The Organic Gardening Test Garden, a 40-by-70-foot plot at the Rodale Institute near Kutztown, Pennsylvania, is a handy proving ground for vegetable varieties. But because the readers of this magazine deal with a wide range of climates—many of them less forgiving than our USDA Plant Hardiness Zone 6 with ample rainfall—we rely on a crew of intrepid organic gardeners in 13 additional locations from coast to coast. Our test gardeners provide valuable feedback on the vegetables in our trials, while reminding us of the regional growing challenges they face.
Near the end of 2012, as we were making plans for our 2013 garden, we embarked on a new strategy: Instead of the magazine’s editors dictating what we’d be growing, we asked each of the 13 test gardeners to select a favorite variety—or two or three—for all of us to grow. Their picks, a mix of much-loved heirlooms and newer hybrids, are the time-tested and reliable vegetables that they always include in their gardens. Some demonstrate broad adaptability; others were chosen for their superiority in a particular climate.
Here are our test gardeners’ choices—and why you should grow them, too.
Seed source: The Natural Gardening Co.
Test Gardener: Debbie Leung
Kale comes in many forms. All are nutritious—kale is often called a superfood, after all—but as Debbie Leung points out, they aren’t equally delicious. “I like to eat the Russian kales more than the curly-leaved or the currently popular Tuscan or lacinato kales, which I find dry and prickly,” Debbie says. “I always grow ‘White Russian’ kale with the more common ‘Red Russian’ for a colorful show. Their large, beautiful, tender leaves are flavorful and succulent all season long.”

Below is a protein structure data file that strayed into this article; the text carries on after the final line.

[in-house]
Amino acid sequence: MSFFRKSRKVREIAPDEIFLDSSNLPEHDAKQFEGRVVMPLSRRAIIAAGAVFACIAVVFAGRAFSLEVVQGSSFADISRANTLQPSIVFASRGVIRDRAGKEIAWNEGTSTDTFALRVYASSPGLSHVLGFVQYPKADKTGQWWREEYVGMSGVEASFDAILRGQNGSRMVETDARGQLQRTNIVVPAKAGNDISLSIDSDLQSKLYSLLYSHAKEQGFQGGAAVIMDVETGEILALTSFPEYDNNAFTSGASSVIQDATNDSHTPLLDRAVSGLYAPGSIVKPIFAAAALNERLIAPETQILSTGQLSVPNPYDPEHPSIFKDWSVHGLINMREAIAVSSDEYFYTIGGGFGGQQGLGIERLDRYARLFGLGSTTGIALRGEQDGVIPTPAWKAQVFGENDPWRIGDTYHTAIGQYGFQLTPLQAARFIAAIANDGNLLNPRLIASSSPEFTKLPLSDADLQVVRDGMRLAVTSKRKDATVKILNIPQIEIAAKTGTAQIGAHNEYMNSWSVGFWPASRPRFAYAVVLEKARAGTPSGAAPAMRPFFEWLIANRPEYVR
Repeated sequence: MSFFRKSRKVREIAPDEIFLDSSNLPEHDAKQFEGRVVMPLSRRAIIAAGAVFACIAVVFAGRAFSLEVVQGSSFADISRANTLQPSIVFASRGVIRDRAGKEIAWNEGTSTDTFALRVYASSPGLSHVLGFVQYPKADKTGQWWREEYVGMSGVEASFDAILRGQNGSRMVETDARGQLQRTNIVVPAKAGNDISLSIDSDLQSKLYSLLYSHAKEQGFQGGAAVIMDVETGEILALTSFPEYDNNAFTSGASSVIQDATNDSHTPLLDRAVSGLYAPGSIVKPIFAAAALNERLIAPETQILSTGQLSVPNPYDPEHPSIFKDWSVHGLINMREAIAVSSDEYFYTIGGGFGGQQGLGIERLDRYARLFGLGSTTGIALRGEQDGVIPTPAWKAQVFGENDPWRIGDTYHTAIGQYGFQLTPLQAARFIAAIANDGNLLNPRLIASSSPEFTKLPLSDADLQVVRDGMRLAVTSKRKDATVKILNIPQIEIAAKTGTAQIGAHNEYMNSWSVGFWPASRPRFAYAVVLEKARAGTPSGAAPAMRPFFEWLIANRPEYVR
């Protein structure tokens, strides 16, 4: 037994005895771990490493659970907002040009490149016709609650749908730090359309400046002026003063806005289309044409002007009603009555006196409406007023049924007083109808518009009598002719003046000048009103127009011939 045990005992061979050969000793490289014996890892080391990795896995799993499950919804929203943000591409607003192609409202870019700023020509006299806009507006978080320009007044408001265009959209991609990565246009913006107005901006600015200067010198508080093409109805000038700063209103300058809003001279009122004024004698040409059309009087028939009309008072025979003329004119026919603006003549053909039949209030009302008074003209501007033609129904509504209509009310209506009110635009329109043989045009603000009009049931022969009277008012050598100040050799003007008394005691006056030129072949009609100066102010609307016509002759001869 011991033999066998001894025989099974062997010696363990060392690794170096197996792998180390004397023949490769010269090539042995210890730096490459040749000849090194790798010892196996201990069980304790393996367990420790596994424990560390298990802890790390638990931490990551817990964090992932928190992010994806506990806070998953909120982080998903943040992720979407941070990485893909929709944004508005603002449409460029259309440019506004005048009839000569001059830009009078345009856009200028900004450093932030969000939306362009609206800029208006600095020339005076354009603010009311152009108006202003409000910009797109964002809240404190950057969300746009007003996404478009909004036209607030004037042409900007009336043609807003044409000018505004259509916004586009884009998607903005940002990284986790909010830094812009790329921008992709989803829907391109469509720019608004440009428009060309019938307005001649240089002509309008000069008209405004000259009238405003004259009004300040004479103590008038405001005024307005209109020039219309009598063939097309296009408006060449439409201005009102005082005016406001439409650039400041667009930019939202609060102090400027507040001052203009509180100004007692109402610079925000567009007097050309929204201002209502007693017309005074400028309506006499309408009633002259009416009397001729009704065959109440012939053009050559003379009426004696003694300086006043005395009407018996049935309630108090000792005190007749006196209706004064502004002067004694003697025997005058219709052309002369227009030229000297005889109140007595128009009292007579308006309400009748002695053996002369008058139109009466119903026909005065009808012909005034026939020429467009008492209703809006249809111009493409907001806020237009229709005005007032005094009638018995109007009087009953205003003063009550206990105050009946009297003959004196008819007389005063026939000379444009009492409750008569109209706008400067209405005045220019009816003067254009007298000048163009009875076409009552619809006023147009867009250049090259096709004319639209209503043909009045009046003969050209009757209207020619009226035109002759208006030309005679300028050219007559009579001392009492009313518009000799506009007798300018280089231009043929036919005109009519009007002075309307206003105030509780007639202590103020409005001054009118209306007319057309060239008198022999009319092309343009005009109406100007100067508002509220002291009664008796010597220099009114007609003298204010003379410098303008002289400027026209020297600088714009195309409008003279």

Debbie, who teaches taiji and qigong when she’s not writing or gardening, lives in the Pacific Northwest, a climate known for summers that are barely hot enough to ripen a flavorful melon or tomato. On the other hand, crops like kale thrive.
“It grows easily from seed in early spring, will continue to produce all through the summer after numerous cuttings, and usually survives our winters with bouts of deep freeze to provide the first greens in early, early spring before anything else is ready to eat in the garden,” Debbie says. “When young and small, the leaves are excellent in salads with lettuce and other greens. I like the large, mature ‘White Russian’ leaves cooked all different ways: braised, in stir-fry and soups, and by themselves or in stews, quiche, omelets, or any dish that would be enhanced by a leafy green.”
Portait by Michael Harlan Turkell.